Roland Szyska is leading a kilometre-long trek through the dense Northern forest, his rubber boots sinking into the wet moss with each step.
Guided by his global positioning system unit, Szyska, a Tembec Inc. forestry technician, comes to a stop. "John, do you want to come up here?" Szyska asks, signalling for Timmins dentist John Shaw, at the rear of the group.
Szyska wants Shaw, the driving force in rediscovering one of Canada's most famous plane crash sites, to be the first person in 43 years to reach the Bill Barilko wreckage.
Nobody has been here since June 8, 1962. Almost 11 years before then, Aug. 26, 1951, a single-engine Fairchild 24 piloted by Henry Hudson dove into this thick black spruce forest, 75 kilometres north of Cochrane.
Barilko, the Toronto Maple Leafs defenceman who had scored the Stanley Cup-winning overtime goal four months earlier, and Hudson, a dentist, were flying home to Timmins from a fishing trip on the Seal River. Battling strong headwinds, they didn't make it.
From today's Toronto Star article Toronto Star (registration required), it appears that the spot of the plane crash of Canadian hockey hero Bill Barilko has been marked with a small sign.
The purpose of this trek, aside from seeing what is here, is to erect a memorial plaque and take steps to ensure the site is preserved, something Schmidt said Tembec, which is licensed to harvest in the area, will work to accomplish.
Shaw has brought an aluminum sign, which will survive the harsh Northern winters, that reads: "At this location August 26, 1951, hockey player Bill Barilko and dentist Henry Hudson lost their lives. Rest in Peace." Beneath the wording, a yellow Fairchild 24 model G is depicted.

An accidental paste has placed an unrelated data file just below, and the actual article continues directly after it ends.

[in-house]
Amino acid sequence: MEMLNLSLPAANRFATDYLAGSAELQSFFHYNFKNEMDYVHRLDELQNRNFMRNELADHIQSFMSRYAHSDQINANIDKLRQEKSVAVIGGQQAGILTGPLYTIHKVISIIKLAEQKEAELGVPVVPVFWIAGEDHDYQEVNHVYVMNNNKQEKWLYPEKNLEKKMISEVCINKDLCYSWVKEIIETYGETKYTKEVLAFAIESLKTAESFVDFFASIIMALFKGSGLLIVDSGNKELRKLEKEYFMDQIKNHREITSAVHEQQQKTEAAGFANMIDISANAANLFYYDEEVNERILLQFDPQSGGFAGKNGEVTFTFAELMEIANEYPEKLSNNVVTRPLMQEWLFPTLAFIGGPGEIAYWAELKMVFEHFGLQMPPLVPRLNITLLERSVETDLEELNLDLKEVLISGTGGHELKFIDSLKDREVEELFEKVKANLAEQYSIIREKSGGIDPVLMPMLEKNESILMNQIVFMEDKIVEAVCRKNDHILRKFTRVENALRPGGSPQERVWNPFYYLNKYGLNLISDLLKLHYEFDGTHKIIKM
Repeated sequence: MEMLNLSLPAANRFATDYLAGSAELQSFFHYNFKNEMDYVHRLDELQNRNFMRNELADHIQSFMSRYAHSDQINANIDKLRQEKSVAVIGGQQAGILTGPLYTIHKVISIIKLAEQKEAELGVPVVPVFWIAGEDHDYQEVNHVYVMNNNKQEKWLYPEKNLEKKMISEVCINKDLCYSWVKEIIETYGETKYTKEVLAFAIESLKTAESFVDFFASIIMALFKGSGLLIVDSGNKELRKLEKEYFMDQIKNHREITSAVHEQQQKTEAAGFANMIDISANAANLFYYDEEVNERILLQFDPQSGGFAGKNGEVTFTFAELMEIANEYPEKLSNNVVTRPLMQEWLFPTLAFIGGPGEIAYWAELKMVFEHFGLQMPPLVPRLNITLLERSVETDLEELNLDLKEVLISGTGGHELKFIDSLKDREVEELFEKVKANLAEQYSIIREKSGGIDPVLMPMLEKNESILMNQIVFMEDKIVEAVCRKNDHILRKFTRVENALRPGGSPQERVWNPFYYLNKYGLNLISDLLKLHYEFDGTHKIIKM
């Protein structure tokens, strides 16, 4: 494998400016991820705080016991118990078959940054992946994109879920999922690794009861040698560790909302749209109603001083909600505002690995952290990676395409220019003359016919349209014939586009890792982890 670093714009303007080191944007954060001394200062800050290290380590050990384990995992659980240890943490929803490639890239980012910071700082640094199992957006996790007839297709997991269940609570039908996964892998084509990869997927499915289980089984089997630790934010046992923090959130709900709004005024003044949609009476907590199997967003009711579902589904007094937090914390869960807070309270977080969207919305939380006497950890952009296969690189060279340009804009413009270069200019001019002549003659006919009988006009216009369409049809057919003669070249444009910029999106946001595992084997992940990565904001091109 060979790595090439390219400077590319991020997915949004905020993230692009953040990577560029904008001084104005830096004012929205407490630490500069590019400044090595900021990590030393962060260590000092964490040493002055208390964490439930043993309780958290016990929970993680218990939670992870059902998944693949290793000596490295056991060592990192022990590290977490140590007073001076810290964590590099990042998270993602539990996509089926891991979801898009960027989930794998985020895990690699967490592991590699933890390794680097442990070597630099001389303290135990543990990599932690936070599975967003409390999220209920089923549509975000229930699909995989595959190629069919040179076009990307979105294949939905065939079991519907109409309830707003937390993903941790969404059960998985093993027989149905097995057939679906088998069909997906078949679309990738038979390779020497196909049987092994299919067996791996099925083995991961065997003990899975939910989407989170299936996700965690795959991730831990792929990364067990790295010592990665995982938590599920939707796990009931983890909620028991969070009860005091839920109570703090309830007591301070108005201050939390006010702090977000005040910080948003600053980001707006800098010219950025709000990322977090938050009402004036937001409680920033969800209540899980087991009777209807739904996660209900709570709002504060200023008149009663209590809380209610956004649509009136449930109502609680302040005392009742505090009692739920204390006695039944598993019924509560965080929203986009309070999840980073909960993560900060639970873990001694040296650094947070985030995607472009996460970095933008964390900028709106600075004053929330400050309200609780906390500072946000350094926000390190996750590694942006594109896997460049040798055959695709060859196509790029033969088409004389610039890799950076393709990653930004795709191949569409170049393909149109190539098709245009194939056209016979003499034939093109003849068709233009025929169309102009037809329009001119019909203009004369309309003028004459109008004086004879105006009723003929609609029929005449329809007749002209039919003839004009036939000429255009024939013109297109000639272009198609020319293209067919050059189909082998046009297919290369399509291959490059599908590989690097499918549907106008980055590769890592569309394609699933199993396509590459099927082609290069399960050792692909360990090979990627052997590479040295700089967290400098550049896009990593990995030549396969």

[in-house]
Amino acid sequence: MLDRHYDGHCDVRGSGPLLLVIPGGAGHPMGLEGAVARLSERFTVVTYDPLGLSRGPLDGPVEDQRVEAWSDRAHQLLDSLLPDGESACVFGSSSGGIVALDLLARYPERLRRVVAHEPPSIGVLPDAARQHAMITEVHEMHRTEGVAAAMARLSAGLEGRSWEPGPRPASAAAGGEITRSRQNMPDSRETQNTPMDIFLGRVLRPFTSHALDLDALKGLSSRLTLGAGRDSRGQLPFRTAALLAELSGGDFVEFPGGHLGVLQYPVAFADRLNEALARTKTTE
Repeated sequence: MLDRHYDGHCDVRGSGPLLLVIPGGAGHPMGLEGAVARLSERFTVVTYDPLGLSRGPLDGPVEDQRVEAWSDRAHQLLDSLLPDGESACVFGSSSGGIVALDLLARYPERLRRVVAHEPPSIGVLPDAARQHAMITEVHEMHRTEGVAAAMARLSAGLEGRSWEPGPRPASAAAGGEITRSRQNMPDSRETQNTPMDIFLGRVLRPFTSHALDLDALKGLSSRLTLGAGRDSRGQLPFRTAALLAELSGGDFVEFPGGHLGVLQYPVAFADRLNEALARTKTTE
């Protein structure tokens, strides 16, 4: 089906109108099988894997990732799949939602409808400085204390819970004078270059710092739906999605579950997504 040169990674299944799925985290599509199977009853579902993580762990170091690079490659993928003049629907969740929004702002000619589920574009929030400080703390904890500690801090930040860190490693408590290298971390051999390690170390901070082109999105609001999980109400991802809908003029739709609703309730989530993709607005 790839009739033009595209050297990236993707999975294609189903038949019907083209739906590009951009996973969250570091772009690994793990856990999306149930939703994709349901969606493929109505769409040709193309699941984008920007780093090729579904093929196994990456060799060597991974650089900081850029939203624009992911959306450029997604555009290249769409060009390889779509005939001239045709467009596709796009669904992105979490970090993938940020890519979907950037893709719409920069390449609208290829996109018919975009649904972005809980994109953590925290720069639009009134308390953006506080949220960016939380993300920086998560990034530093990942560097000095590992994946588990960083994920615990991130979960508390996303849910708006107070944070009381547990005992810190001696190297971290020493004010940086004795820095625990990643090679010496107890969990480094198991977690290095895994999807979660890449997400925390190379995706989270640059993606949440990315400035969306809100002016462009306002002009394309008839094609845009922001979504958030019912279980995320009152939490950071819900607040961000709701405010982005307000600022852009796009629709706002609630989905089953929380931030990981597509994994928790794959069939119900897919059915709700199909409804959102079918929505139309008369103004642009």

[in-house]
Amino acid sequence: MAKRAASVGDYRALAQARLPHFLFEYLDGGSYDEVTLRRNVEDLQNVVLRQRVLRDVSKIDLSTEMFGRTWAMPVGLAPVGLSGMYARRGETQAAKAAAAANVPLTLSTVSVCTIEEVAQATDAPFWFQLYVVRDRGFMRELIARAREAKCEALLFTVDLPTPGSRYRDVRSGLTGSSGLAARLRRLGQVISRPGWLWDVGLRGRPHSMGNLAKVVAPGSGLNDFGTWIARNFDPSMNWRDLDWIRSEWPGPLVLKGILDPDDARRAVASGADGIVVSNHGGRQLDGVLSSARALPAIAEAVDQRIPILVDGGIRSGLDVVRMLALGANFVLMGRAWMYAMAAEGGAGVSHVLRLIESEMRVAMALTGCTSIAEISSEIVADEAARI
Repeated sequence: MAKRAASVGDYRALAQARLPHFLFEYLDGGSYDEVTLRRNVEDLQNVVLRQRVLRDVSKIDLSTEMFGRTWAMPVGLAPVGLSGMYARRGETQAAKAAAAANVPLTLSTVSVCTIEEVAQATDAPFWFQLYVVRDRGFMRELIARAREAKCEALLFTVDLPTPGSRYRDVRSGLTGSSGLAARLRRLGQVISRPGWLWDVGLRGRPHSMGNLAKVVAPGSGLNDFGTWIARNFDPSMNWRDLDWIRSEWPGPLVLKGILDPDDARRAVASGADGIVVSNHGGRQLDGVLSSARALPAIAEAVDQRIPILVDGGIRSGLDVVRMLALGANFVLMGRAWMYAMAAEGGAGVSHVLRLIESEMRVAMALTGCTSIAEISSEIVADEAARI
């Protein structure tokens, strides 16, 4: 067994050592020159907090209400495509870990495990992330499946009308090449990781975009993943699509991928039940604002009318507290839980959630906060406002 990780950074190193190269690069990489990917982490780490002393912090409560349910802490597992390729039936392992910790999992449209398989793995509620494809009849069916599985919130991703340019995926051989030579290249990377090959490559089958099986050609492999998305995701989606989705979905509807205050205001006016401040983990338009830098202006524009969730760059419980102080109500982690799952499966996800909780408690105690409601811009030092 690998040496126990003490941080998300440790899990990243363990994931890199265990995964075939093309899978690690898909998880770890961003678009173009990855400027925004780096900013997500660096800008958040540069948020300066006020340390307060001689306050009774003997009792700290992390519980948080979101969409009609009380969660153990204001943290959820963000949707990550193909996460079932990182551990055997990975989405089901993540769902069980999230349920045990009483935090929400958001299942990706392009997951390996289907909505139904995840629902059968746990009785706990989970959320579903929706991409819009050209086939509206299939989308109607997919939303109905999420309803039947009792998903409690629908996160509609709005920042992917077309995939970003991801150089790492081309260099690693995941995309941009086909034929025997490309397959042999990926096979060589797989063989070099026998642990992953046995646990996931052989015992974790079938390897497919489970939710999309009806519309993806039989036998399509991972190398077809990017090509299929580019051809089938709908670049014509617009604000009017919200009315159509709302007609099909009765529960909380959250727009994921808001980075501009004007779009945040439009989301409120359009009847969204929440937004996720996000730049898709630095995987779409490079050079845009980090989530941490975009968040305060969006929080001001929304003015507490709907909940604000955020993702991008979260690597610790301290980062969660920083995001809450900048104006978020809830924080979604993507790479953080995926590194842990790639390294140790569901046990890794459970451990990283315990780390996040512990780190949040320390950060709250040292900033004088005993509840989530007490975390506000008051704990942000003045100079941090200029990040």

Shaw holds the sign up to the old spruce behind the pontoon, while Szyska nails it into the trunk.
Sounds like it will be a tough location to get to, but certainly would be an interesting travel destination.
For non-Canadians, Bill Barilko was player for the NHL Toronto Maple Leafs hockey club. In 1951, he scored the winning goal in overtime to propel the Leafs to the Stanley Cup, the hockey championship trophy. 5 months later, his plane disappeared over Northern Canada, and it was 11 years until his body (and that of the pilot) was found. Interestingly, the Toronto Maple Leafs went on an 11 year drought, only winning the cup again in 1962, when Bill's body was recovered and he was buried.
Bill Barilko was fading into hockey legend when The Tragically Hip, a popular Canadian band, recorded a song called "Fifty Mission Cap." In the song, the narrator tells the story of Bill Barilko, indicating in the chorus that he stole the lines from a hockey card he keeps in his fifty mission cap. A fifty mission cap is the leather cap that bomber crews wore in WWII. After 50 missions, the crew were allowed to sully their otherwise neatly pressed and proper uniforms, and their leather caps were creased and cracked. It was an indication to all that saw them that their were veterans, and an aspiration of rookie bomber crews to get their fifty mission caps.